The two-acre rooftop park features a natural feeling, meandering landscape with a planting scheme representative of the district planting regions for New York State.
Manhattan, NY The expansive, 645,000 s/f Morgan North redevelopment by Tishman Speyer transforms what was once New York City’s largest postal distribution center into a multi-use, sustainable property housing creative office space, a multilevel rooftop park and street-level retail.
Located at 351 9th Ave., the body of the building encompasses an entire city block between 9th and 10th Aves. from West 29th to West 30th Sts. The building varies from a six-story to a ten-story structure along its West 30th St. frontage. The site originally served as a rail yard for the Hudson River Railroad and then as a United States Post Office distribution center, erected in 1933. Rail tracks previously extended from the adjacent High Line spur into the second floor, resulting in a building with large footprints and increased structural capacities. The USPS continues to operate a mail distribution facility on the cellar level and four lower levels of the building
The historic 9th Avenue lobby has been meticulously restored.
Tishman Speyer’s intense focus on occupant health and well being is exemplified by Morgan North’s new, two-acre rooftop park, the largest intensive green roof atop a commercial building in New York City. This expansive customer amenity is an integral part of the comprehensive adaptive reuse of the building into a visionary 21st century commercial office building. The building has received a LEED Gold certification.
Tishman Speyer and the architecture team of lead architect Montroy DeMarco Architecture and vision plan and design architect Shimoda Design Group took advantage of these features to enable the creation of new ground floor retail and lobby spaces, multi-tenant cores, a rooftop pavilion addition as well as multiple outdoor terraces, designed by landscape architect HMWhite.
The historic 9th Ave. lobby has been meticulously restored, bringing its brass-framed entrance doors with an ornamental, double-height transom grille to its original beauty. In addition, Tishman Speyer and its architectural team created two new lobbies, one mid-block on West 30th St. and the other on the corner of 10th Ave. and West 30th St.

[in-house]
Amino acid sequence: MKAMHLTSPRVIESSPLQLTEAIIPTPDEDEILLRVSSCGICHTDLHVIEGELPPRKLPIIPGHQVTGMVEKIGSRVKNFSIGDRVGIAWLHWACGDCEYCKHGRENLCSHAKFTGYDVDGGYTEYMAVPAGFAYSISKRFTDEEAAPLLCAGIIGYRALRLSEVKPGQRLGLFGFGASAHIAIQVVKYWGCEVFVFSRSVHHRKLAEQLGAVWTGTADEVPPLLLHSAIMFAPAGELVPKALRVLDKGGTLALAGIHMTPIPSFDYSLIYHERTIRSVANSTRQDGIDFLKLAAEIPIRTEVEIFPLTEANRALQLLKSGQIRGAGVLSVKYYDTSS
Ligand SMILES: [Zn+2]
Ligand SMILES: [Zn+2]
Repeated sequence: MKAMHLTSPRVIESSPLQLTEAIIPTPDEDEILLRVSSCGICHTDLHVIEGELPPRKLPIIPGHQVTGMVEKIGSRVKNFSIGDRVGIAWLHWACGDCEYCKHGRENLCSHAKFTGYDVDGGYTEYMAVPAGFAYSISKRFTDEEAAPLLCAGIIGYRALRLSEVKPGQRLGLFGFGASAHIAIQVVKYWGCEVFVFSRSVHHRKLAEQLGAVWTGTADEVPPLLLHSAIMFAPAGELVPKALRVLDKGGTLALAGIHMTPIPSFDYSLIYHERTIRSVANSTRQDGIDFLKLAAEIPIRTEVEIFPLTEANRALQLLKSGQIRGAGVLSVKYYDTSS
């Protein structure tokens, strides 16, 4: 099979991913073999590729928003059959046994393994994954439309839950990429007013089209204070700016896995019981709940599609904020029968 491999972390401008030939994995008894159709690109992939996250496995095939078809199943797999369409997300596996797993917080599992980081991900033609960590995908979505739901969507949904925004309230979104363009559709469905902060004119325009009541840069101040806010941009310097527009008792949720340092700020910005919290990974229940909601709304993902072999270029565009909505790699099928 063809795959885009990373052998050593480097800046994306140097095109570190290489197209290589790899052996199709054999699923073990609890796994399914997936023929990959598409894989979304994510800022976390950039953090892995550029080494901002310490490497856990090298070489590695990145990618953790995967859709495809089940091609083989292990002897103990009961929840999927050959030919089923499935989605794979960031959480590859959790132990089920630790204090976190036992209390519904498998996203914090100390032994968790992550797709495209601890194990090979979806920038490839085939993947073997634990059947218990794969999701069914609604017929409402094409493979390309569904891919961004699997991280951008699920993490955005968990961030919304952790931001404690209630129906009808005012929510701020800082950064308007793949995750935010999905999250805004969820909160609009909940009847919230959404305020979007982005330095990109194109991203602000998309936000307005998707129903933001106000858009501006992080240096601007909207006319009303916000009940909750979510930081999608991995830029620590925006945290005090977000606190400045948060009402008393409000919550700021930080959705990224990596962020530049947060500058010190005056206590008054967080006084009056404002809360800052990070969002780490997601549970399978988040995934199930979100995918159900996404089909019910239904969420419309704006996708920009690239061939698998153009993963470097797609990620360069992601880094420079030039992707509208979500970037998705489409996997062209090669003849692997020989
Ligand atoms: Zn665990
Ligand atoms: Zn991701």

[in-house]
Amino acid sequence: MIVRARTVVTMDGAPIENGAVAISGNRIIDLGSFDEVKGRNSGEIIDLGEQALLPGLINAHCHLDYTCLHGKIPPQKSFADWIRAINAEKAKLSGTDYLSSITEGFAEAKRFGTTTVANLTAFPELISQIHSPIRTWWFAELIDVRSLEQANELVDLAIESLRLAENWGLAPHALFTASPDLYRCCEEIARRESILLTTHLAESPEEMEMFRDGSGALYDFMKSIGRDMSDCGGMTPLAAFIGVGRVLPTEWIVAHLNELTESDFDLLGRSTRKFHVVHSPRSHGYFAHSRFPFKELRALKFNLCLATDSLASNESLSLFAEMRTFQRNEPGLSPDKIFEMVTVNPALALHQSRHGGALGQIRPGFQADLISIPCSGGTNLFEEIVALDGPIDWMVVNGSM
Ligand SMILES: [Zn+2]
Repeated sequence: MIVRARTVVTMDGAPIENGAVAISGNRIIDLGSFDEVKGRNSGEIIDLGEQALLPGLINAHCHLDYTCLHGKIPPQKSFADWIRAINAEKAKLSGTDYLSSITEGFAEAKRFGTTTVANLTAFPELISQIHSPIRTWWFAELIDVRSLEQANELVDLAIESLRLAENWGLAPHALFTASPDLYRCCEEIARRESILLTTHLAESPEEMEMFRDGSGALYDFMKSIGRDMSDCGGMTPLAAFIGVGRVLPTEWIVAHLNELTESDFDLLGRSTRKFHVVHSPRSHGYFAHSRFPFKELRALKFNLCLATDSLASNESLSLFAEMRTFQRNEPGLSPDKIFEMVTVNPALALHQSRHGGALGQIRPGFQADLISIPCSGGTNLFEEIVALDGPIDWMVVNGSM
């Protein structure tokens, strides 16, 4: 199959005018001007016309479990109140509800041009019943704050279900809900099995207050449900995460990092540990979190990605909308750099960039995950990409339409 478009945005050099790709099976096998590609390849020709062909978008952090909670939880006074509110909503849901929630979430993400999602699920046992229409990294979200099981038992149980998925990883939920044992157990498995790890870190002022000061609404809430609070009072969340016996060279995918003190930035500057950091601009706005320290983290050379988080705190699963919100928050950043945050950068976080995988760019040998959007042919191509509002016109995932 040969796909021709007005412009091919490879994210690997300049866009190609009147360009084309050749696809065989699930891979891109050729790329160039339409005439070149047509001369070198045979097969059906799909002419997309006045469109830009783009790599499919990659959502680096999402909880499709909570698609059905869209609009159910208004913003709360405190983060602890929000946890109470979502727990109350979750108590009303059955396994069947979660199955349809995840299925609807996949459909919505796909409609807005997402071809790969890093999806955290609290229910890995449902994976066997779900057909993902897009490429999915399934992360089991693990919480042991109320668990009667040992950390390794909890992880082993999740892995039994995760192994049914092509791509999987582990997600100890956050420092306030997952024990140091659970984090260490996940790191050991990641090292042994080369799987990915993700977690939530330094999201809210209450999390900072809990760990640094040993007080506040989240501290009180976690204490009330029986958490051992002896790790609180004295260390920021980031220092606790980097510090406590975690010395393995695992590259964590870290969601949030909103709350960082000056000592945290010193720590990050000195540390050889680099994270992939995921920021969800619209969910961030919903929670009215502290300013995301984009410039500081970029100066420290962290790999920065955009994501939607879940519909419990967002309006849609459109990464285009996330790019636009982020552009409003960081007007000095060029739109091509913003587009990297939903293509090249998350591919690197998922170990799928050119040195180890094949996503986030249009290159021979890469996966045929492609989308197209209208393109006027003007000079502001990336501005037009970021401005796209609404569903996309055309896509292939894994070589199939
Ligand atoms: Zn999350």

The two new lobbies feature oversized 14″ wide by 22′ long Douglas fir wood planks that provide a striking, continuous wall surface. Douglas fir planks are also applied to the ceiling, creating a warm, seamless look to enhance the architecture and lighting design. The 10th Ave. lobby ties itself visually to the adjacent High Line spur by celebrating four large openings where the trains used to access the building. It features a work/lounge area and an intimate lounge room reminiscent of a vintage railroad cafe car. These hospitality elements promote the lobby space as a place of social gathering, introducing hospitality concepts into a commercial workplace environment.
The 10th Avenue lobby features a work/lounge area and an intimate lounge room reminiscent of a vintage railroad café car, introducing hospitality concepts into a commercial workspace environment.
The levels five through ten have been renovated with new lobbies, core support rooms, restrooms, stairs and eleven new elevators. The 5th and 6th floors boast floor plates of approx. 160,000 s/f each.
The 7th floor’s new 22,000 s/f pavilion features two 60-ft. wide clear span bays, a 17-foot tall steel frame structure and a monumental skylight system. It is the anchor access point to the massive Rooftop Park amenity space. The pavilion includes a fully occupiable roof structure of 22,000 s/f, which can serve as a private urban garden.
The rooftop park features a variety of spaces designed for collaborative work, recreation, and quiet inspiration. The ground plane is infused with areas for field games, nature walks, food, beverage and covered gathering areas for work and play.
The two-acre rooftop park features a natural feeling, meandering landscape with a planting scheme representative of the distinct planting regions of New York State. Coniferous hedgerows mitigate prevailing winds and are combined with groves of canopy trees to soften and cool harsh sunrays. An elevated walkway at perimeter allows views over parapet, while a variety of raised and sunken areas create a feeling of natural topography.
A variety of spaces are designed for collaborative work, recreation, and quiet inspiration. The ground plane is infused with areas for field games, nature walks, food, beverage, and covered gathering areas for work and play.
Additional team members included construction manager Urban Atelier Group, structural engineer Active Design Group Engineering, MEP engineer and lighting designer Cosentini Associates, LEED consultant: Vidaris/SOCOTEC and historic preservation consultant Higgins Quasebarth & Partners. Click here to view full article.